"Palace of Vision"

By The Great Sun Jester

Southern California might bring to mind laid back desert rock and pop punk, but even listening briefly to Saviours immediately corrects that. This isn’t languid, groove-centered stoner metal or plodding and predictable doom. Saviours bring together the best of both musical worlds and their latest from Listenable Records,” Palace of Vision”, in an energetic, intense musical package. The album’s production is one of its strongest points and helps the band deliver an overwhelming performance from first note to last.

“The Mountain” sets a tone. The first song lulls listeners in with a slow guitar fanfare before blowing your hair back. When Saviours takes off, they are cooking at full burn with guitar lines flying at your ears with such go for broke vigor that it isn’t a stretch to assume the song will fall apart at any second. The vocals embrace a similar style and match the instrumental fireworks, but it’s gifted drumming keeping everything nailed down. “Flesh of Fire” has clearer melodic riffing that still hammers out an unforgiving, muscular groove. The song’s climatic guitar solo is brief, but adds a dramatic element missing from the opener. Saviours ratchet the tempo higher again with “Devil’s Crown”, but unlike “The Mountain”, the band emphasizes groove within their mammoth sound. 

The title track smacks of a song intended as “musical statement”. This typically spells disaster for all the best bands, but Saviours acquit themselves quite remarkably on “Palace of Vision”. One minor weakness is the band’s consistent penchant for mixing the vocals too low. While drums and stringed instruments are clearly the stars of this band’s music, the lyrical content is surprisingly good within typical genre conventions and delivered with absolute conviction. The band deftly handles a multi-part epic – it is apparent, when listening to their seamless moves between disparate tempos, that Saviours recorded this song when they were ready and had a strong vision for its sound and construction when they recorded it.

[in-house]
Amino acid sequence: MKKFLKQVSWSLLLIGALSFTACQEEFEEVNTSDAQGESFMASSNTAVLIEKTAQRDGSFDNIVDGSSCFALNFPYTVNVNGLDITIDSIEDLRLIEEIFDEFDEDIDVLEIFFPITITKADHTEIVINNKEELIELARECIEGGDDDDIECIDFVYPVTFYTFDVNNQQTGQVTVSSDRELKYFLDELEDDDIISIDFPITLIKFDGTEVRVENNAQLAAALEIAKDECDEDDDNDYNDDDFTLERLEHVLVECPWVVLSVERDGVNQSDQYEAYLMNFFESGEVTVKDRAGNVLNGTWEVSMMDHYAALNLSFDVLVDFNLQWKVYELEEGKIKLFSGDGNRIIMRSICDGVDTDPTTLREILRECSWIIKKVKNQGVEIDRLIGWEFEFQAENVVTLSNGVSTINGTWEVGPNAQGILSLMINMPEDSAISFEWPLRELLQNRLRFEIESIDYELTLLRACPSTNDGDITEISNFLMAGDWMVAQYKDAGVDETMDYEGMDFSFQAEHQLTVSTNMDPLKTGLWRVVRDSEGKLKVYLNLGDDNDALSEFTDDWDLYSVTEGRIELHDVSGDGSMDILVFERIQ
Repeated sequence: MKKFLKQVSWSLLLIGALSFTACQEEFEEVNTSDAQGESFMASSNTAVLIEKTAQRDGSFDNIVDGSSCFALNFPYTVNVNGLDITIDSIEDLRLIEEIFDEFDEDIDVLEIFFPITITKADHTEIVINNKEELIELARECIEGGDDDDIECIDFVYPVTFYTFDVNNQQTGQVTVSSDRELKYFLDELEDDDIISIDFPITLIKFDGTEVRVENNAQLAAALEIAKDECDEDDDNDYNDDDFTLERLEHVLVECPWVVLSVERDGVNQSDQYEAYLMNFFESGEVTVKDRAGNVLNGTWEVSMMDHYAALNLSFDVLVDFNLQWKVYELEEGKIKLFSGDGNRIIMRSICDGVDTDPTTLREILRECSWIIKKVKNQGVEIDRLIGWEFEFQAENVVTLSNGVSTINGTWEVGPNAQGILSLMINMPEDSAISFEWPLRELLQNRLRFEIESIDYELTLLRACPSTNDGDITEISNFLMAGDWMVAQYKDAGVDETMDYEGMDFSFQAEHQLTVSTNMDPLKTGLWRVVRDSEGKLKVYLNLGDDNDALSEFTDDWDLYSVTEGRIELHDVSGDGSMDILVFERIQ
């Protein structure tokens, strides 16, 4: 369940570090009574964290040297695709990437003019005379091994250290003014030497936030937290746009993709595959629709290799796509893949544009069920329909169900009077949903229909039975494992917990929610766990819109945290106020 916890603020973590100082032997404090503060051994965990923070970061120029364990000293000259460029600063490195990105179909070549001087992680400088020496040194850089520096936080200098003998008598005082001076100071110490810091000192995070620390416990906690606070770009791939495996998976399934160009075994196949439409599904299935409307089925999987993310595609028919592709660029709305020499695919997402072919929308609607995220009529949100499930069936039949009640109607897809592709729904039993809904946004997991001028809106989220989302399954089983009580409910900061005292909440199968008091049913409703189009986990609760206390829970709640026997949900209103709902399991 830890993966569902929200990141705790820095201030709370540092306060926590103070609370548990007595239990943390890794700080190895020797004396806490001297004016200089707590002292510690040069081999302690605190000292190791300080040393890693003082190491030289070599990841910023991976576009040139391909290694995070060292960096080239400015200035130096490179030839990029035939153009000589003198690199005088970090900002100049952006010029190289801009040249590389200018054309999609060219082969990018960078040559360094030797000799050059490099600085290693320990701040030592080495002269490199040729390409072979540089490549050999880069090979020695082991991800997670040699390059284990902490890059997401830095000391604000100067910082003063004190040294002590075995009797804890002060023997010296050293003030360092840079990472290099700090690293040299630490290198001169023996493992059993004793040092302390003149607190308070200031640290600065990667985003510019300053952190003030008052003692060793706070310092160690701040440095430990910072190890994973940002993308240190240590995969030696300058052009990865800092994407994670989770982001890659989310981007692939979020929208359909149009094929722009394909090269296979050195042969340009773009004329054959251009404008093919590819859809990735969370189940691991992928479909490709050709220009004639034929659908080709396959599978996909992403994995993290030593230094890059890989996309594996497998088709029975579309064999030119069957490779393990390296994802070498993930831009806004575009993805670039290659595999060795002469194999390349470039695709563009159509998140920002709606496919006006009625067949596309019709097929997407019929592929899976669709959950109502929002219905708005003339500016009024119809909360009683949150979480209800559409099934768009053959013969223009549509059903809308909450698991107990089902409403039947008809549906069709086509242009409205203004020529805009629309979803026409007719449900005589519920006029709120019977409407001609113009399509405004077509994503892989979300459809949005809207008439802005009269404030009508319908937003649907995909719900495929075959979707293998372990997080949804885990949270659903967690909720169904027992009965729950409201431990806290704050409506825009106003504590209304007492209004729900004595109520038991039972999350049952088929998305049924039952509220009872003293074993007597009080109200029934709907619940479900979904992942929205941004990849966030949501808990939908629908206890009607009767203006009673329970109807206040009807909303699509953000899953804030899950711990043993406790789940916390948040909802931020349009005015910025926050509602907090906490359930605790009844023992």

“Burning Shrine” evolves into an outright assault. Ambient guitar swirls into a simmering intro before the band erupts. It’s blistering stuff, but the remarkable thing about the performance is how tightly the musicians lock in with each other during what’s nothing short of musical endurance test. For listeners’, however, it’s an exhilarating ride. “The Beast Remains” marries that same fury with melodic guitar flourishes and eye-popping tempo twists. The song’s melodic qualities emerge even more strongly when soloing, but even then, the guitars bring together melody and power with extraordinary ease. 

The album’s final track slows things down for another riff monster punctuated with brief, lyrical guitar fills. Bluesy strains creep deeper into the vocals than ever before on the album and it adds gravitas to an already heavy track. There’s an understated Sabbath vibe powering the song as well that will appeal to many. Saviours have hit a high water mark for the year with their album “Palace of Vision” and this is a finale that brings the release to memorable conclusion. Highly recommended.